As if that wasn’t enough cool, this brilliant individual figured out how to remix Craig’s List housing ads with Google Maps. This is the kind of thing that some bubbleheaded VC would have sunk $30 million into 5 years ago. And now it’s done emergent style with an idea and a little duct tape. Imagine what can happen when there is an open API for all this.

That Subliminal Kid

Originally uploaded by ekai.

DJ Spooky is friggin’ brilliant, let it be said. He kicked off Rhythm Science, a lecture last night on art history, philosophy, hiphop and remix culture, by invoking the gift economy. He handed out free mix CDs to everyone in the audience. He then proceded to pull out a personal stash of records that are obviously the tools of his trade and shared them with everyone in the audience. Not for keeps, but show and tell like, letting everyone fondle and caress each piece of vinyl before passing it on to his and her neighbor.

And then the lecture started. Here’s some notes I picked up along the way.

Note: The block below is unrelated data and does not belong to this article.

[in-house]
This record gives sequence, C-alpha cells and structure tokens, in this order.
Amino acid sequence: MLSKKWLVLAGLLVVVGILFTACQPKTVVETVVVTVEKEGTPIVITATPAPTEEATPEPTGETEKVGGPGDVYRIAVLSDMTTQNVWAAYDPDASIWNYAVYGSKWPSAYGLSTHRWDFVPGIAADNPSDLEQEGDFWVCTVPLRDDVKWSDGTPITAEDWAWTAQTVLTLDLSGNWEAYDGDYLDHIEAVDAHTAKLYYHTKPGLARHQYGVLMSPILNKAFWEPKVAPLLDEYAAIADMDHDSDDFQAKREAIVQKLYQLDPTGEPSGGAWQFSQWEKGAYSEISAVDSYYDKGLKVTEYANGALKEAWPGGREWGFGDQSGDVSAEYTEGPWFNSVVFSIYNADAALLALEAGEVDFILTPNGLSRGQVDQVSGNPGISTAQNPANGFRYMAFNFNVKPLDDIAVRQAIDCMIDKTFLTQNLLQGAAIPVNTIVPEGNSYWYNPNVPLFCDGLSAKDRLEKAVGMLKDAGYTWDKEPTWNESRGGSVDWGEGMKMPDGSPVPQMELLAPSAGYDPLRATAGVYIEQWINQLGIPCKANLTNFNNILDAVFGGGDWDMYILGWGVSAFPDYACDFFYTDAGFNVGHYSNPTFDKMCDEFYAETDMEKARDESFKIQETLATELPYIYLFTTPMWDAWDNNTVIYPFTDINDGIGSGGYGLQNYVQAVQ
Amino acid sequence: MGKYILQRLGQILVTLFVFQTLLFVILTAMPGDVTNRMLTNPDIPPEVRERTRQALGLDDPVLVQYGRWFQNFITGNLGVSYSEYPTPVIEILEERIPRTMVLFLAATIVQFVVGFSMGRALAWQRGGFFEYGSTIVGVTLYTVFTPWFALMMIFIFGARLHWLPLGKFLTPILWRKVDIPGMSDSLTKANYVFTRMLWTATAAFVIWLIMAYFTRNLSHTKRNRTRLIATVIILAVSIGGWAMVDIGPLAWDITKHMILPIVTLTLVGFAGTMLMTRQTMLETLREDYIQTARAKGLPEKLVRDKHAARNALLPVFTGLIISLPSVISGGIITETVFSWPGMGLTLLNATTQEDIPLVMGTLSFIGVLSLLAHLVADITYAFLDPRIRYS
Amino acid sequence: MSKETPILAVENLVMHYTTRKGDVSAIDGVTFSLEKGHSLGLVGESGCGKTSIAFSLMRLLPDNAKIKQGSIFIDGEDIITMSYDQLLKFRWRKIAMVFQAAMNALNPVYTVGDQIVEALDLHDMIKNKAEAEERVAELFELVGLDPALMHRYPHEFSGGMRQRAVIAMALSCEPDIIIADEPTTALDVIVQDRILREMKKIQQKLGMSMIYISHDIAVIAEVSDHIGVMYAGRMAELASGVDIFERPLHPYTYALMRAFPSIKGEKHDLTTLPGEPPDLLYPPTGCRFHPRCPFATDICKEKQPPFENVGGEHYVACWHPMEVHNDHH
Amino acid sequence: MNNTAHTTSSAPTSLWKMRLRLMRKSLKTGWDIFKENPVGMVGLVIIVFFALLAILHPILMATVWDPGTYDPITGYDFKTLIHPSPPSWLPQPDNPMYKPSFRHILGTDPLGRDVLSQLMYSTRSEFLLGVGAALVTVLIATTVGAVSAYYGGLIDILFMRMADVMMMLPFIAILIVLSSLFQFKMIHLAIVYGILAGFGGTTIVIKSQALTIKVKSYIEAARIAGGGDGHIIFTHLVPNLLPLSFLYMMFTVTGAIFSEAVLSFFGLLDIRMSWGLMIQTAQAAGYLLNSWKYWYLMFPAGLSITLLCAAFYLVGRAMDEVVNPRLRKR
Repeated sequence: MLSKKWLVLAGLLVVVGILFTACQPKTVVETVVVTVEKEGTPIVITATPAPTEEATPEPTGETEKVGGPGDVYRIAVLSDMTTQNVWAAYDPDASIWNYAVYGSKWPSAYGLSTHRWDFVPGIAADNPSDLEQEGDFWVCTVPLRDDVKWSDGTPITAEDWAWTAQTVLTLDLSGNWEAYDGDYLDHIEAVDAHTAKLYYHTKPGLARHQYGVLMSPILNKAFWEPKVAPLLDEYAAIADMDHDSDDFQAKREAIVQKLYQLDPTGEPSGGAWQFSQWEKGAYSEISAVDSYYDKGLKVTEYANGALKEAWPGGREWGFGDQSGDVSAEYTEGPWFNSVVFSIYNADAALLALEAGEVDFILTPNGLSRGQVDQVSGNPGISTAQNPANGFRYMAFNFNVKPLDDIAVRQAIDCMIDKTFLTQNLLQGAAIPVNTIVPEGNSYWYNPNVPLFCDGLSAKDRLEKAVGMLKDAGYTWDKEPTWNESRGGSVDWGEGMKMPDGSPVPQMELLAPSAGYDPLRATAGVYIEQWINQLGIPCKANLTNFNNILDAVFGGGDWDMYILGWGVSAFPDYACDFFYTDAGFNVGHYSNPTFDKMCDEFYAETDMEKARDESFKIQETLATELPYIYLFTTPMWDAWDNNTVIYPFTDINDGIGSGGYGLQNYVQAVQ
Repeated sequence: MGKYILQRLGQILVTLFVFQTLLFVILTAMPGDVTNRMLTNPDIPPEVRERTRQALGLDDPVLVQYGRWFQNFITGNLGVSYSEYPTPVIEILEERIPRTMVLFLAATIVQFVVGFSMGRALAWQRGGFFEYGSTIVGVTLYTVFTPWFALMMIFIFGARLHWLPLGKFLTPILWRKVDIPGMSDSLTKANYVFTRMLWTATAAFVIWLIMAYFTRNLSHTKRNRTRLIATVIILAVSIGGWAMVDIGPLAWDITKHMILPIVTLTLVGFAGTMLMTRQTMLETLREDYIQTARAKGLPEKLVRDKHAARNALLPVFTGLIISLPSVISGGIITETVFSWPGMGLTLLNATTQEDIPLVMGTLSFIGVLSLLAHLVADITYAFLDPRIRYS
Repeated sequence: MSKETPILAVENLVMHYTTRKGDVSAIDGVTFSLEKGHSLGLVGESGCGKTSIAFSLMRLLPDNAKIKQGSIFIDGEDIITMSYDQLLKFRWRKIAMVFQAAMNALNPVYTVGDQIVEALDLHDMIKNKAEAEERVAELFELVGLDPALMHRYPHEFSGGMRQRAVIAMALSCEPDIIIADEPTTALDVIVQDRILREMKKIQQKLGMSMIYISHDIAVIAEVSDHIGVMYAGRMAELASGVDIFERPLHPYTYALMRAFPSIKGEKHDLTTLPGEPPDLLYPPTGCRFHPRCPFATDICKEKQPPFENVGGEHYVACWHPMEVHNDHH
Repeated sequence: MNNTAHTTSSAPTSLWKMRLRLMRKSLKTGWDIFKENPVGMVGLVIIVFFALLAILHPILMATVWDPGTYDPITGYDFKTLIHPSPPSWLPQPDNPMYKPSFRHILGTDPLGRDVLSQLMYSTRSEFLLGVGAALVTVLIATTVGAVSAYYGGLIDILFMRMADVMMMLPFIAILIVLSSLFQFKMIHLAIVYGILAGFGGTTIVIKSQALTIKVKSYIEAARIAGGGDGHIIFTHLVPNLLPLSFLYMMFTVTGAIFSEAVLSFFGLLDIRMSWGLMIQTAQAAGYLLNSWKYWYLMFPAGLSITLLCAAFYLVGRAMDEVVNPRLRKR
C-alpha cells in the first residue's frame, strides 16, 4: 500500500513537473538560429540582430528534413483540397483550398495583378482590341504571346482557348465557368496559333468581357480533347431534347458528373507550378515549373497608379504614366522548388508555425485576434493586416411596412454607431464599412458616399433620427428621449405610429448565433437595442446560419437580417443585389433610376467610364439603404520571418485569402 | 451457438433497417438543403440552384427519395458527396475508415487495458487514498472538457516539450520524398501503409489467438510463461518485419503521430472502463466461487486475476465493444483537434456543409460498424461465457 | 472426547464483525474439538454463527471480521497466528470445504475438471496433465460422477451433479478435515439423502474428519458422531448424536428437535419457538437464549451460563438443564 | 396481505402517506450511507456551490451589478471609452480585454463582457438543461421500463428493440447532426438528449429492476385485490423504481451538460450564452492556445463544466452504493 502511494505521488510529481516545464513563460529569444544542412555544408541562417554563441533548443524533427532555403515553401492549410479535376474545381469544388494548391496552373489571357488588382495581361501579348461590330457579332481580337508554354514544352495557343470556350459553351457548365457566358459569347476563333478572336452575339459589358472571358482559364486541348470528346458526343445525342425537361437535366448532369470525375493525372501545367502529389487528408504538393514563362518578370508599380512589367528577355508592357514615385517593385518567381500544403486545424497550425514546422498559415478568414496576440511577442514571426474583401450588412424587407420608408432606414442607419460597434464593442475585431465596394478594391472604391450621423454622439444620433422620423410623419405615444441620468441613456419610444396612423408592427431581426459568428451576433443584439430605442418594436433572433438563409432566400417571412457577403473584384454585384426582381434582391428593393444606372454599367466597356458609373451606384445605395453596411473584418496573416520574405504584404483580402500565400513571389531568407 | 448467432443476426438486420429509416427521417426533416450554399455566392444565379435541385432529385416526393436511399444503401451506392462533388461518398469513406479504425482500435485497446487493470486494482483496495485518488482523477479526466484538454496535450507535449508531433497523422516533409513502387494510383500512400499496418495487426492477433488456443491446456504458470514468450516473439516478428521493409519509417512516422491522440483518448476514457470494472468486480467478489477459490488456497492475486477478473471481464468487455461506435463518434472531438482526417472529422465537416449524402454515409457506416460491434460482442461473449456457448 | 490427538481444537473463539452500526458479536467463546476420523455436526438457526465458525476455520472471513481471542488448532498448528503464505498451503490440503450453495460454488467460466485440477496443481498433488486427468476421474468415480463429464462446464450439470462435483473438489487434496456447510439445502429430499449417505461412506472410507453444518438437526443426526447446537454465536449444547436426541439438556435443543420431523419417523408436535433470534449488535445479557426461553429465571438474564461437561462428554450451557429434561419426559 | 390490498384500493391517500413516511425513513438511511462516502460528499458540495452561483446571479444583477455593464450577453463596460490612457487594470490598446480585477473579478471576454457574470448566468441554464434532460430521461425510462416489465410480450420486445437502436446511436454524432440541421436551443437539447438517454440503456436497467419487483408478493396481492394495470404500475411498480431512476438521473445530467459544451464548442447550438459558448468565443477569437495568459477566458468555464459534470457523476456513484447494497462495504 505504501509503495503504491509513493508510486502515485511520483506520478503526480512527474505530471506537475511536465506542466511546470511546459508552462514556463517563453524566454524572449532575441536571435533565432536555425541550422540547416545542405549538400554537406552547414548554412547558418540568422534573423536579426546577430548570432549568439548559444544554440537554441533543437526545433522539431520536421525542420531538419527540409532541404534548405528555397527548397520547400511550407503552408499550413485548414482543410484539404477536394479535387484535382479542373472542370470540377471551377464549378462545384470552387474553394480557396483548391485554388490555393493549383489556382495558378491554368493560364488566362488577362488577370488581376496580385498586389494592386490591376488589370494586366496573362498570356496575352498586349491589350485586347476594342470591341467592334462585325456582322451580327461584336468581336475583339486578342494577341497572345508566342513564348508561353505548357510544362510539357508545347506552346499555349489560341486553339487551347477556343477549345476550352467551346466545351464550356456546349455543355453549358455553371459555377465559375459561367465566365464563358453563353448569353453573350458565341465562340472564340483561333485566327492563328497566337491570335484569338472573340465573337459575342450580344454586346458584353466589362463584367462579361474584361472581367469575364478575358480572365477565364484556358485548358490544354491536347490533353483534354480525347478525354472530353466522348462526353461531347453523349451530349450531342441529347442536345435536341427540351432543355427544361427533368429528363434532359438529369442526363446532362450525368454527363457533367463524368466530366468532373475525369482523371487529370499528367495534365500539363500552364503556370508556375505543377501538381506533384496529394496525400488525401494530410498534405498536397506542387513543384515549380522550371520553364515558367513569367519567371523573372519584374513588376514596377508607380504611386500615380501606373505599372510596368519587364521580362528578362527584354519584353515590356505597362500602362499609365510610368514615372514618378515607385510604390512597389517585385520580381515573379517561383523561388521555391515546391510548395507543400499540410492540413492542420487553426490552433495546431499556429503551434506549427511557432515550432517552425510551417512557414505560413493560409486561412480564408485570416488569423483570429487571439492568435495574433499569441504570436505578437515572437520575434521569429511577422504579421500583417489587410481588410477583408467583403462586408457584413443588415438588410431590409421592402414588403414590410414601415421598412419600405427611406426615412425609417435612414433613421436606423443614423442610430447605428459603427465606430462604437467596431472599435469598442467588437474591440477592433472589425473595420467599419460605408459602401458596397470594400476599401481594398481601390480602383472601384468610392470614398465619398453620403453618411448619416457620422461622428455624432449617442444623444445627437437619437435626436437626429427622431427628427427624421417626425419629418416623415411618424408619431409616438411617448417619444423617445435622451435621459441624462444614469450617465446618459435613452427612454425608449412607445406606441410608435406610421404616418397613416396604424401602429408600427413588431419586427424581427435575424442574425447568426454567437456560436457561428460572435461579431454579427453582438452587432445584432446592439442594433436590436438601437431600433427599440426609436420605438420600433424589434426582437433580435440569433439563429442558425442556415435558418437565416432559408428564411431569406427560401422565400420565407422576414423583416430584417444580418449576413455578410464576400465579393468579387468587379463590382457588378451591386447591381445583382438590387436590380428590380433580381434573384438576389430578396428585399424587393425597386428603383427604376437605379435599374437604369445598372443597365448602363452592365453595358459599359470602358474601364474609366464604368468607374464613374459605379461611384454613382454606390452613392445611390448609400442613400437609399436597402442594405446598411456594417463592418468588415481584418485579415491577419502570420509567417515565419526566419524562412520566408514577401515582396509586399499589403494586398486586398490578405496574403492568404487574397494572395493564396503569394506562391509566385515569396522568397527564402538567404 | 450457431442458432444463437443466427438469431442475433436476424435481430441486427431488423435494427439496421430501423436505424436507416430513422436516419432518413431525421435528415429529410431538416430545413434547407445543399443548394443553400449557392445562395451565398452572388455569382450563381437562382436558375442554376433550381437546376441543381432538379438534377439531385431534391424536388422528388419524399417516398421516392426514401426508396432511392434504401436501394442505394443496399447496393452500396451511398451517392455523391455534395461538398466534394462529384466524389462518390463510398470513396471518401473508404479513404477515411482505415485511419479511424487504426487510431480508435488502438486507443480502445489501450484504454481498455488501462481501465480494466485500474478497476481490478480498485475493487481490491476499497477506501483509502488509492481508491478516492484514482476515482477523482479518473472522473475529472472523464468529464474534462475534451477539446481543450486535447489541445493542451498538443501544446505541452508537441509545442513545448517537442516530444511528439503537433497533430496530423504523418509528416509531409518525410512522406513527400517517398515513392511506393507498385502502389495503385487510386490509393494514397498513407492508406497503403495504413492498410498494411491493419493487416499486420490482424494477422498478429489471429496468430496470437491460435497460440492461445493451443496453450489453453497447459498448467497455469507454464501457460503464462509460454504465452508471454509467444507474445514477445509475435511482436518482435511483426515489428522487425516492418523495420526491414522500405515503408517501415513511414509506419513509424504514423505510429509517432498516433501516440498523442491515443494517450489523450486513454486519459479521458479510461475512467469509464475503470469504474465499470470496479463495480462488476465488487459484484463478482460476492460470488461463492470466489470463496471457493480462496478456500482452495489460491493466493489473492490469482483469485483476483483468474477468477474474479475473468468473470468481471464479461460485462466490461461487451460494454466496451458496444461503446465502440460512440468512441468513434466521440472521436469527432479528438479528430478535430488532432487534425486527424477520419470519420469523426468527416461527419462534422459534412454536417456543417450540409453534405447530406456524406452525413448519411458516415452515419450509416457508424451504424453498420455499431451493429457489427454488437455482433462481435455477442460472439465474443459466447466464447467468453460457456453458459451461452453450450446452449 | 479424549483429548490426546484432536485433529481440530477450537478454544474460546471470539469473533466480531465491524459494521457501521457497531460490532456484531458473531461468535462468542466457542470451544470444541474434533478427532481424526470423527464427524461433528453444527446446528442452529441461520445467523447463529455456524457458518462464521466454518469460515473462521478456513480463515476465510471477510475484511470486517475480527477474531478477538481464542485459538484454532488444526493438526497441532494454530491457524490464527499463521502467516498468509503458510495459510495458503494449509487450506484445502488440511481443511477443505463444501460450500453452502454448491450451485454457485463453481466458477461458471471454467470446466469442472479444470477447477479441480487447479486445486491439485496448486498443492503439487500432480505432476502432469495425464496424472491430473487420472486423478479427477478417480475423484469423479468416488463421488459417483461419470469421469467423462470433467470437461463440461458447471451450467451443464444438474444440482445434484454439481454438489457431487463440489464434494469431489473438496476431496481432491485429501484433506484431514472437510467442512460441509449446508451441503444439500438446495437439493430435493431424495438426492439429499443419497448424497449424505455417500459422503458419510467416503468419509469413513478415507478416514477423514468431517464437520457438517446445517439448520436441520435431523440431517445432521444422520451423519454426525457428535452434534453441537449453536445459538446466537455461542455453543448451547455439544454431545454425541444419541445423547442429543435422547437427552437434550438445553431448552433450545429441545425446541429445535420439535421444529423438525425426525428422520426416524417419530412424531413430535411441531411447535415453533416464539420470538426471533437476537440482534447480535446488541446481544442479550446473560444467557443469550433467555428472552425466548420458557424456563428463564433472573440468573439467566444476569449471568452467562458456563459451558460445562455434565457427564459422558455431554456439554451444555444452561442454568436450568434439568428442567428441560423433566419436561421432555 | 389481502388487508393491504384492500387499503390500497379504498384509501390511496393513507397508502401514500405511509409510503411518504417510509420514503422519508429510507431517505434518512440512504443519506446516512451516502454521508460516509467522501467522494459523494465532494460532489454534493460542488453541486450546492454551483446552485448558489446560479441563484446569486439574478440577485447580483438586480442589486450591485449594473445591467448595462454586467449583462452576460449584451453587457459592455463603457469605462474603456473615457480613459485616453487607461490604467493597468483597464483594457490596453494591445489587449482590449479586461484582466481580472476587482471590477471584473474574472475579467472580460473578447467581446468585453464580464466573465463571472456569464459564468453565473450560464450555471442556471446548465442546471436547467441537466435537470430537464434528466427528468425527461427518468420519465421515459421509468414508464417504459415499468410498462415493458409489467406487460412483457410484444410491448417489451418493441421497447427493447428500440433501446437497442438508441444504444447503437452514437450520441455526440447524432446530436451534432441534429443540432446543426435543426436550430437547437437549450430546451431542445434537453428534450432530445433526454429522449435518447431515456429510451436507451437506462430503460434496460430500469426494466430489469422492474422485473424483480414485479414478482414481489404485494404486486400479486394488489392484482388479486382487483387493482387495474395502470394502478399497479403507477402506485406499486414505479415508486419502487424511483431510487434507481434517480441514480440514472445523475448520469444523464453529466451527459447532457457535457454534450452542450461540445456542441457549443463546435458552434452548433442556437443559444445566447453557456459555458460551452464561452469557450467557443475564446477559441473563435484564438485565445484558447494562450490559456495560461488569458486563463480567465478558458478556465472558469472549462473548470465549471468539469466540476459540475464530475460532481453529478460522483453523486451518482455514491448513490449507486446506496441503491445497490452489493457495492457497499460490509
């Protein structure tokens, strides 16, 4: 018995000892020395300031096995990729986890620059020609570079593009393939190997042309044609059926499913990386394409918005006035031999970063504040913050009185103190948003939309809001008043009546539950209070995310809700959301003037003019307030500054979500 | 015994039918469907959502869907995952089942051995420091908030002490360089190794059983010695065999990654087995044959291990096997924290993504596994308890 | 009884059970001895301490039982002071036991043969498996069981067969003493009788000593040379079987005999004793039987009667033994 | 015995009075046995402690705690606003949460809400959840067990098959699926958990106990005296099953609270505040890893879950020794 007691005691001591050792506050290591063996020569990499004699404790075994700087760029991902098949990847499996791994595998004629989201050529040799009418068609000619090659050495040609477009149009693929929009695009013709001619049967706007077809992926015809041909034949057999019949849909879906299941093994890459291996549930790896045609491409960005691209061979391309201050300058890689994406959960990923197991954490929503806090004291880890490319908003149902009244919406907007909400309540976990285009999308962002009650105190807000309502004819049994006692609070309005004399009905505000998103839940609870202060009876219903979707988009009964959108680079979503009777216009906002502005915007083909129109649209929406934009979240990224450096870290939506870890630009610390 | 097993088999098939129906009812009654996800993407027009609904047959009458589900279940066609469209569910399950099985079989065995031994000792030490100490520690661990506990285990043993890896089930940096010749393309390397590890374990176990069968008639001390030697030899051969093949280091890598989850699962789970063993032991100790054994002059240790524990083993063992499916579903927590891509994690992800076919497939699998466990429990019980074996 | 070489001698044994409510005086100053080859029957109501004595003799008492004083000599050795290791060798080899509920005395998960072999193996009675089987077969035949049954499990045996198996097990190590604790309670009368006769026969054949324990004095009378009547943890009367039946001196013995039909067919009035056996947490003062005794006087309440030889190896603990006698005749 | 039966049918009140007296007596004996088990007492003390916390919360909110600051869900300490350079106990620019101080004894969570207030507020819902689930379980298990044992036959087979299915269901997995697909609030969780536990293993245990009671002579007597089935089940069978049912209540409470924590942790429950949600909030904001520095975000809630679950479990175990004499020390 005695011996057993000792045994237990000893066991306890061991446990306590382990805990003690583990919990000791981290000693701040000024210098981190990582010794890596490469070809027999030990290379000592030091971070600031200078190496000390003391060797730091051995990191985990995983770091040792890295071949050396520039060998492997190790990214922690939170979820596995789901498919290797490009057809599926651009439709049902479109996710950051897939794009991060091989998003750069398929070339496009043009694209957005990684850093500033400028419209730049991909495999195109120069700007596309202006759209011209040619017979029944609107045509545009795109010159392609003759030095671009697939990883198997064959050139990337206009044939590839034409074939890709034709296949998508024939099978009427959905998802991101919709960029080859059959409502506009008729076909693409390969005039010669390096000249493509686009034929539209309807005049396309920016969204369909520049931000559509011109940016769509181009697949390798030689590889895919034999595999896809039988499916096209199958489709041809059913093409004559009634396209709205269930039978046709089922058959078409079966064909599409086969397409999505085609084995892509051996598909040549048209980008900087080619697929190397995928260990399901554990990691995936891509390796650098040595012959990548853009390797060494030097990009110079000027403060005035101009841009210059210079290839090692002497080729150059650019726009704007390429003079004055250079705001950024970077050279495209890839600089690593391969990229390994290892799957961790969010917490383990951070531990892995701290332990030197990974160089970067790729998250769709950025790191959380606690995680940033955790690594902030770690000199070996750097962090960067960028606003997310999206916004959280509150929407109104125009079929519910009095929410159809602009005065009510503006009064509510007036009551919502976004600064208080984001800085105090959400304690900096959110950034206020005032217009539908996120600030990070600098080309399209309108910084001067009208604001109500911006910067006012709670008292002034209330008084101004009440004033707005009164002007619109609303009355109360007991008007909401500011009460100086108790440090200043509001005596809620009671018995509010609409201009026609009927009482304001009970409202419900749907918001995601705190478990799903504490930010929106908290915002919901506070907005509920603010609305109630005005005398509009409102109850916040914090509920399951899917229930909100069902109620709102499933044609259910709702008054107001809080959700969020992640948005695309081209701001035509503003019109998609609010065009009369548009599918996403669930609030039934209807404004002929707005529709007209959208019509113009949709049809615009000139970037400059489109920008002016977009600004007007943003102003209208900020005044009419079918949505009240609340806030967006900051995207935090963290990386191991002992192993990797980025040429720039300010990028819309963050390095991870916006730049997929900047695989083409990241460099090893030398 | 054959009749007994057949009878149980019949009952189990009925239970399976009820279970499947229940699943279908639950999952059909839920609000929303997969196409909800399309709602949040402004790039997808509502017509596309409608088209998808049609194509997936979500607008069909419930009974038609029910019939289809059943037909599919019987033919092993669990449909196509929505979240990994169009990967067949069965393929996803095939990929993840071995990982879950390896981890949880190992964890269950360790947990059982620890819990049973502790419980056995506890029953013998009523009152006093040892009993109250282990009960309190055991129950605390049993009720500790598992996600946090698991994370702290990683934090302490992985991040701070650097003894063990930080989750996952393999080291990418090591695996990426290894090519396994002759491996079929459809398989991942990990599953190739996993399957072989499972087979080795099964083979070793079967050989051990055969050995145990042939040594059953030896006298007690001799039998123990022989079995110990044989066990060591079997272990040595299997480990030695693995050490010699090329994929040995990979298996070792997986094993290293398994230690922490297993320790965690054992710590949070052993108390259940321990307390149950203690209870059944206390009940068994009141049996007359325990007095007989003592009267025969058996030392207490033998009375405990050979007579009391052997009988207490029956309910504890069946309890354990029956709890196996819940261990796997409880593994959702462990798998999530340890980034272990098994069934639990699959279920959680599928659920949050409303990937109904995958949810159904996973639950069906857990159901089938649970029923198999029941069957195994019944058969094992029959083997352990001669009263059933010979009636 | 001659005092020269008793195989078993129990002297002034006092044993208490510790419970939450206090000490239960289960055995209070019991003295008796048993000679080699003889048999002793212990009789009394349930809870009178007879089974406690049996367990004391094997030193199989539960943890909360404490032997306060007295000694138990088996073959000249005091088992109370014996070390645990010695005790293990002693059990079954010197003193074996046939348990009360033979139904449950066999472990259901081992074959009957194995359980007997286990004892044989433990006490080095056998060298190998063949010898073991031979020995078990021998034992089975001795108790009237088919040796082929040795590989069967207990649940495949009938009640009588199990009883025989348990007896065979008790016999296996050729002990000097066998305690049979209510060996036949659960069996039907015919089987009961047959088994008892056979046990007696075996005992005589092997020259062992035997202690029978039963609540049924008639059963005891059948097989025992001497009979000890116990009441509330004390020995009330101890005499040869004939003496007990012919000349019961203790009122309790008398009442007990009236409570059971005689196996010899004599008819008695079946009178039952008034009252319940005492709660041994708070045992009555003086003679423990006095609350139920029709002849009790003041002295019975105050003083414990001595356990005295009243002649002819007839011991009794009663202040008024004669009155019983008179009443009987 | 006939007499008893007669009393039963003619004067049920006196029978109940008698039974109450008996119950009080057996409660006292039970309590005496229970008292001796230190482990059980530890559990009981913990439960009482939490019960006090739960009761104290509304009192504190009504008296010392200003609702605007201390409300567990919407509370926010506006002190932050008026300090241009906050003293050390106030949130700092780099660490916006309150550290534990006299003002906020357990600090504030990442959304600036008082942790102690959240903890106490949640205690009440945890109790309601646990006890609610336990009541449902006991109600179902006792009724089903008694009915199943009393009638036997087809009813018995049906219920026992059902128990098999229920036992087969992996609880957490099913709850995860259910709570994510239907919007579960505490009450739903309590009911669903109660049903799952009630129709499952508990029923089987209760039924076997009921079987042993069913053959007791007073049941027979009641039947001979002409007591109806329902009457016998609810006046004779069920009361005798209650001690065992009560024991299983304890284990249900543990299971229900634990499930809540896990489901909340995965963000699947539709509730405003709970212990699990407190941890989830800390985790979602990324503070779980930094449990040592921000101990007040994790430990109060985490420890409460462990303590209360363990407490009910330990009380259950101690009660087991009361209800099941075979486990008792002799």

-the culture of copy
-information ecology
-the source code is human expression mediated by human interpretation
-the Beats of the 50’s gave birth to the beats of the 21st century
-discourse of the nation state
-Internet inheriting the remixing from the streets (the first network)
-the artist as font, moveable to different compositions
-Spooky is a French lit and philosophy major
-dialectics of sound
-streetlights as controls of the original network, the streets
-music is liquid architecture
-copyright as it is written and as it is lived is diverging
-electronic music is the folk music of the 21st century, everyone knows and plays each other’s music
-Birth of a Nation was the first film to play in the White House

And then there was the other reason he was here. This free lecture proceeds a $40 a head gig he’s doing this weekend at Yerba Buena in San Francisco. Spooky uses the 1915 silent KKK propaganda film The Birth of a Nation as source material for video on 3 giant screens and an accompanying composition he created. Too rich for my blood right now, but I’d love to hear report backs.

UPDATE: Some pix I took. Steve Rhodes has more.